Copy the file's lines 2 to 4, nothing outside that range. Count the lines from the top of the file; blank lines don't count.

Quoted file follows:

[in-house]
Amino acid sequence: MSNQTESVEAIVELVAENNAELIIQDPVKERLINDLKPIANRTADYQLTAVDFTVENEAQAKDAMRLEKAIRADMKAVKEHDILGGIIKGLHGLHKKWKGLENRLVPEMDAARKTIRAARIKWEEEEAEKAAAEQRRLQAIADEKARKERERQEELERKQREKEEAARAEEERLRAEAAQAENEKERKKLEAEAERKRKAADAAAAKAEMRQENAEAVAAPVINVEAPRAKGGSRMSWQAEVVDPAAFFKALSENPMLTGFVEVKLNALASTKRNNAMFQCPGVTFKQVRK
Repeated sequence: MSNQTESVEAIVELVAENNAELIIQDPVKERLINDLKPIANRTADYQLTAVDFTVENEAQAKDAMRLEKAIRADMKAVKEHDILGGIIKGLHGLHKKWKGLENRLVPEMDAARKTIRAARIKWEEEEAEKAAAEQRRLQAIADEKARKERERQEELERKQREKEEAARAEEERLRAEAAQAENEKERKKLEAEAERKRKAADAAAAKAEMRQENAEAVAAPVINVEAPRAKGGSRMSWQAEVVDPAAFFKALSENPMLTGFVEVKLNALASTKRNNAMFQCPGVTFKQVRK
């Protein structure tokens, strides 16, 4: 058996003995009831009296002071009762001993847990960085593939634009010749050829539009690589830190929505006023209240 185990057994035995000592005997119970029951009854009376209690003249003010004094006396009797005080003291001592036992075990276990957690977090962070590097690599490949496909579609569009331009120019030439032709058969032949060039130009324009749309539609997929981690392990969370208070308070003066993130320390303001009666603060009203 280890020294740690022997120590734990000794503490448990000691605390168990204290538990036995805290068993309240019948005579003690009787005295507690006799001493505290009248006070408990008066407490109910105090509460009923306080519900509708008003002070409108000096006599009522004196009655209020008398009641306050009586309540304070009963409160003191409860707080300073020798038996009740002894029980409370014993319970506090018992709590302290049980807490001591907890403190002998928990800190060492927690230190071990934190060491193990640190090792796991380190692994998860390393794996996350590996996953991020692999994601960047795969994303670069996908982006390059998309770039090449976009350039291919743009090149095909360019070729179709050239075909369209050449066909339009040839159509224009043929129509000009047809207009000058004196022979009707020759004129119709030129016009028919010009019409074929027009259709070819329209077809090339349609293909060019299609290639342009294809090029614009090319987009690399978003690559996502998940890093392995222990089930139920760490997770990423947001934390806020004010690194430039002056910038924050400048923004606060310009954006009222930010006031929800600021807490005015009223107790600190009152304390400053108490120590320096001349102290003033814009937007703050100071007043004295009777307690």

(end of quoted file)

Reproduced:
Amino acid sequence: MSNQTESVEAIVELVAENNAELIIQDPVKERLINDLKPIANRTADYQLTAVDFTVENEAQAKDAMRLEKAIRADMKAVKEHDILGGIIKGLHGLHKKWKGLENRLVPEMDAARKTIRAARIKWEEEEAEKAAAEQRRLQAIADEKARKERERQEELERKQREKEEAARAEEERLRAEAAQAENEKERKKLEAEAERKRKAADAAAAKAEMRQENAEAVAAPVINVEAPRAKGGSRMSWQAEVVDPAAFFKALSENPMLTGFVEVKLNALASTKRNNAMFQCPGVTFKQVRK
Repeated sequence: MSNQTESVEAIVELVAENNAELIIQDPVKERLINDLKPIANRTADYQLTAVDFTVENEAQAKDAMRLEKAIRADMKAVKEHDILGGIIKGLHGLHKKWKGLENRLVPEMDAARKTIRAARIKWEEEEAEKAAAEQRRLQAIADEKARKERERQEELERKQREKEEAARAEEERLRAEAAQAENEKERKKLEAEAERKRKAADAAAAKAEMRQENAEAVAAPVINVEAPRAKGGSRMSWQAEVVDPAAFFKALSENPMLTGFVEVKLNALASTKRNNAMFQCPGVTFKQVRK
């Protein structure tokens, strides 16, 4: 058996003995009831009296002071009762001993847990960085593939634009010749050829539009690589830190929505006023209240 185990057994035995000592005997119970029951009854009376209690003249003010004094006396009797005080003291001592036992075990276990957690977090962070590097690599490949496909579609569009331009120019030439032709058969032949060039130009324009749309539609997929981690392990969370208070308070003066993130320390303001009666603060009203 280890020294740690022997120590734990000794503490448990000691605390168990204290538990036995805290068993309240019948005579003690009787005295507690006799001493505290009248006070408990008066407490109910105090509460009923306080519900509708008003002070409108000096006599009522004196009655209020008398009641306050009586309540304070009963409160003191409860707080300073020798038996009740002894029980409370014993319970506090018992709590302290049980807490001591907890403190002998928990800190060492927690230190071990934190060491193990640190090792796991380190692994998860390393794996996350590996996953991020692999994601960047795969994303670069996908982006390059998309770039090449976009350039291919743009090149095909360019070729179709050239075909369209050449066909339009040839159509224009043929129509000009047809207009000058004196022979009707020759004129119709030129016009028919010009019409074929027009259709070819329209077809090339349609293909060019299609290639342009294809090029614009090319987009690399978003690559996502998940890093392995222990089930139920760490997770990423947001934390806020004010690194430039002056910038924050400048923004606060310009954006009222930010006031929800600021807490005015009223107790600190009152304390400053108490120590320096001349102290003033814009937007703050100071007043004295009777307690």